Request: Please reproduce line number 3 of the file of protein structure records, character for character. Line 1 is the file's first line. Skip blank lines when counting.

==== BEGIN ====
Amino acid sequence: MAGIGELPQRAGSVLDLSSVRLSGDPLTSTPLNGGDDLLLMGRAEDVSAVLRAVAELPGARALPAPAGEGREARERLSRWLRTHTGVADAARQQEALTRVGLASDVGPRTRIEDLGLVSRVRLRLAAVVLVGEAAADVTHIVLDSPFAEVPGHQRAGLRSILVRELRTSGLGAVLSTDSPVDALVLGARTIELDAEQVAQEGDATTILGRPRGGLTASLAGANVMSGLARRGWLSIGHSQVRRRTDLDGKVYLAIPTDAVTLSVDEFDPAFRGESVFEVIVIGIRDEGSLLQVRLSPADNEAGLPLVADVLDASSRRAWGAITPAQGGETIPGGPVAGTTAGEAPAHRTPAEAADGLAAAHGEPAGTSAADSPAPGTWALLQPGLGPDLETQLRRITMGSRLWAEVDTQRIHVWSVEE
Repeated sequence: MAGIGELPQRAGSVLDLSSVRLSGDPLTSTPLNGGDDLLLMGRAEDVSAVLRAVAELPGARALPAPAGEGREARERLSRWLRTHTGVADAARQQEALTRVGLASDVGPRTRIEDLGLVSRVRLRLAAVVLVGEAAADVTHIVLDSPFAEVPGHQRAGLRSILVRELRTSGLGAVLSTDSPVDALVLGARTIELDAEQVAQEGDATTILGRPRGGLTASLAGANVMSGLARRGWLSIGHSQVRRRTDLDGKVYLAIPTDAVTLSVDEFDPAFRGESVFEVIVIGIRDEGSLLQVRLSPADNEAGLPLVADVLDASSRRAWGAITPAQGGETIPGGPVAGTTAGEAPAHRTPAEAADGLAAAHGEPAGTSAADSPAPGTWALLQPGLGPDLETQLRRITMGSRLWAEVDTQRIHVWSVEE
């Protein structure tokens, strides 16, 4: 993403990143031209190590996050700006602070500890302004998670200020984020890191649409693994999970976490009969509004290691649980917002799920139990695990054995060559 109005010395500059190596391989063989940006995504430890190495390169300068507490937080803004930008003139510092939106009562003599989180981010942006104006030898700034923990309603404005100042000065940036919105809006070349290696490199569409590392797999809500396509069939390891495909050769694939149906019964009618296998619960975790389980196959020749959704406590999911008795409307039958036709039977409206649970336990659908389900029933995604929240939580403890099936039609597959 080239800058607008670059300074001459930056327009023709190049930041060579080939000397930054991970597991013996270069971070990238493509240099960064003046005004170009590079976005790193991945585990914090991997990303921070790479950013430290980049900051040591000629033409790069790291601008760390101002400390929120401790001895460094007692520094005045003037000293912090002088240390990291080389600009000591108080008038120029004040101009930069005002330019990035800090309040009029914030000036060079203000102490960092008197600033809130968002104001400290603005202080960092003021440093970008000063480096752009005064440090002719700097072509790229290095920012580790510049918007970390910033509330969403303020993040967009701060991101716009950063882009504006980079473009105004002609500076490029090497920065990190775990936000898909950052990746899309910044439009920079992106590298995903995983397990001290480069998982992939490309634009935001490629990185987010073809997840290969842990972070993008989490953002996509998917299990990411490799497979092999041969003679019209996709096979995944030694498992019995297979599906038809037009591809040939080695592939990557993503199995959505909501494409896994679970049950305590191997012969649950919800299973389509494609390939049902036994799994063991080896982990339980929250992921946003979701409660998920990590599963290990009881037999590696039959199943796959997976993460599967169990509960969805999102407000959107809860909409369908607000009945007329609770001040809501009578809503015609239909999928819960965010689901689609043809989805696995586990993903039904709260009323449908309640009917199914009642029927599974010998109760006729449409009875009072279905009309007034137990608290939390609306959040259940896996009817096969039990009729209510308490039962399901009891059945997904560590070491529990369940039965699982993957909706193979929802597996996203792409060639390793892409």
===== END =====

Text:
């Protein structure tokens, strides 16, 4: 993403990143031209190590996050700006602070500890302004998670200020984020890191649409693994999970976490009969509004290691649980917002799920139990695990054995060559 109005010395500059190596391989063989940006995504430890190495390169300068507490937080803004930008003139510092939106009562003599989180981010942006104006030898700034923990309603404005100042000065940036919105809006070349290696490199569409590392797999809500396509069939390891495909050769694939149906019964009618296998619960975790389980196959020749959704406590999911008795409307039958036709039977409206649970336990659908389900029933995604929240939580403890099936039609597959 080239800058607008670059300074001459930056327009023709190049930041060579080939000397930054991970597991013996270069971070990238493509240099960064003046005004170009590079976005790193991945585990914090991997990303921070790479950013430290980049900051040591000629033409790069790291601008760390101002400390929120401790001895460094007692520094005045003037000293912090002088240390990291080389600009000591108080008038120029004040101009930069005002330019990035800090309040009029914030000036060079203000102490960092008197600033809130968002104001400290603005202080960092003021440093970008000063480096752009005064440090002719700097072509790229290095920012580790510049918007970390910033509330969403303020993040967009701060991101716009950063882009504006980079473009105004002609500076490029090497920065990190775990936000898909950052990746899309910044439009920079992106590298995903995983397990001290480069998982992939490309634009935001490629990185987010073809997840290969842990972070993008989490953002996509998917299990990411490799497979092999041969003679019209996709096979995944030694498992019995297979599906038809037009591809040939080695592939990557993503199995959505909501494409896994679970049950305590191997012969649950919800299973389509494609390939049902036994799994063991080896982990339980929250992921946003979701409660998920990590599963290990009881037999590696039959199943796959997976993460599967169990509960969805999102407000959107809860909409369908607000009945007329609770001040809501009578809503015609239909999928819960965010689901689609043809989805696995586990993903039904709260009323449908309640009917199914009642029927599974010998109760006729449409009875009072279905009309007034137990608290939390609306959040259940896996009817096969039990009729209510308490039962399901009891059945997904560590070491529990369940039965699982993957909706193979929802597996996203792409060639390793892409």